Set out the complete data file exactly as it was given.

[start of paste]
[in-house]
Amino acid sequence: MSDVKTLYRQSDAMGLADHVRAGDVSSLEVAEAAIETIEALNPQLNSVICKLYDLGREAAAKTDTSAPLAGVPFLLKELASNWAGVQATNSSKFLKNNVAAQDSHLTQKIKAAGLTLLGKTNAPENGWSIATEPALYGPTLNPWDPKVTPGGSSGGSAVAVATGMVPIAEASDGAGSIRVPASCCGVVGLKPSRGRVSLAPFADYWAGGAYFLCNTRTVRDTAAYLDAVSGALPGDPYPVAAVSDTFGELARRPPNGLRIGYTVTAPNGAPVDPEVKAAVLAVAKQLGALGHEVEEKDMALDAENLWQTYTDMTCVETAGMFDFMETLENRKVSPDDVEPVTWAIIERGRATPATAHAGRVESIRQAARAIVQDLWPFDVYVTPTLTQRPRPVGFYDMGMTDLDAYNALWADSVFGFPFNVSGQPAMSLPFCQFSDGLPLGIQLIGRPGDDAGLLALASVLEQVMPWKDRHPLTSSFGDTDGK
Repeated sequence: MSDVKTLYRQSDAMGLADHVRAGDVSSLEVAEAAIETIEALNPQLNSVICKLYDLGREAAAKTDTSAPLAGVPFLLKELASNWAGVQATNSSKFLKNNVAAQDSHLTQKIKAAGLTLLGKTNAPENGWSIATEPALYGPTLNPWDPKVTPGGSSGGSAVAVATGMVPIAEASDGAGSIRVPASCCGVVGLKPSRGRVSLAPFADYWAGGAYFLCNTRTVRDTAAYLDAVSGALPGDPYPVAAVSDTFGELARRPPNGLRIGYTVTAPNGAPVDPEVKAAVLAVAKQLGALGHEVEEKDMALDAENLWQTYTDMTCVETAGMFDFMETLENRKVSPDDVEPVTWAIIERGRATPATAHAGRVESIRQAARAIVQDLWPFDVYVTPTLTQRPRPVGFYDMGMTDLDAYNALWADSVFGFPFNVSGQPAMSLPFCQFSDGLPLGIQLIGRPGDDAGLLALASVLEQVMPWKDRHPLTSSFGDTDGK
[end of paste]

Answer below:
[in-house]
Amino acid sequence: MSDVKTLYRQSDAMGLADHVRAGDVSSLEVAEAAIETIEALNPQLNSVICKLYDLGREAAAKTDTSAPLAGVPFLLKELASNWAGVQATNSSKFLKNNVAAQDSHLTQKIKAAGLTLLGKTNAPENGWSIATEPALYGPTLNPWDPKVTPGGSSGGSAVAVATGMVPIAEASDGAGSIRVPASCCGVVGLKPSRGRVSLAPFADYWAGGAYFLCNTRTVRDTAAYLDAVSGALPGDPYPVAAVSDTFGELARRPPNGLRIGYTVTAPNGAPVDPEVKAAVLAVAKQLGALGHEVEEKDMALDAENLWQTYTDMTCVETAGMFDFMETLENRKVSPDDVEPVTWAIIERGRATPATAHAGRVESIRQAARAIVQDLWPFDVYVTPTLTQRPRPVGFYDMGMTDLDAYNALWADSVFGFPFNVSGQPAMSLPFCQFSDGLPLGIQLIGRPGDDAGLLALASVLEQVMPWKDRHPLTSSFGDTDGK
Repeated sequence: MSDVKTLYRQSDAMGLADHVRAGDVSSLEVAEAAIETIEALNPQLNSVICKLYDLGREAAAKTDTSAPLAGVPFLLKELASNWAGVQATNSSKFLKNNVAAQDSHLTQKIKAAGLTLLGKTNAPENGWSIATEPALYGPTLNPWDPKVTPGGSSGGSAVAVATGMVPIAEASDGAGSIRVPASCCGVVGLKPSRGRVSLAPFADYWAGGAYFLCNTRTVRDTAAYLDAVSGALPGDPYPVAAVSDTFGELARRPPNGLRIGYTVTAPNGAPVDPEVKAAVLAVAKQLGALGHEVEEKDMALDAENLWQTYTDMTCVETAGMFDFMETLENRKVSPDDVEPVTWAIIERGRATPATAHAGRVESIRQAARAIVQDLWPFDVYVTPTLTQRPRPVGFYDMGMTDLDAYNALWADSVFGFPFNVSGQPAMSLPFCQFSDGLPLGIQLIGRPGDDAGLLALASVLEQVMPWKDRHPLTSSFGDTDGK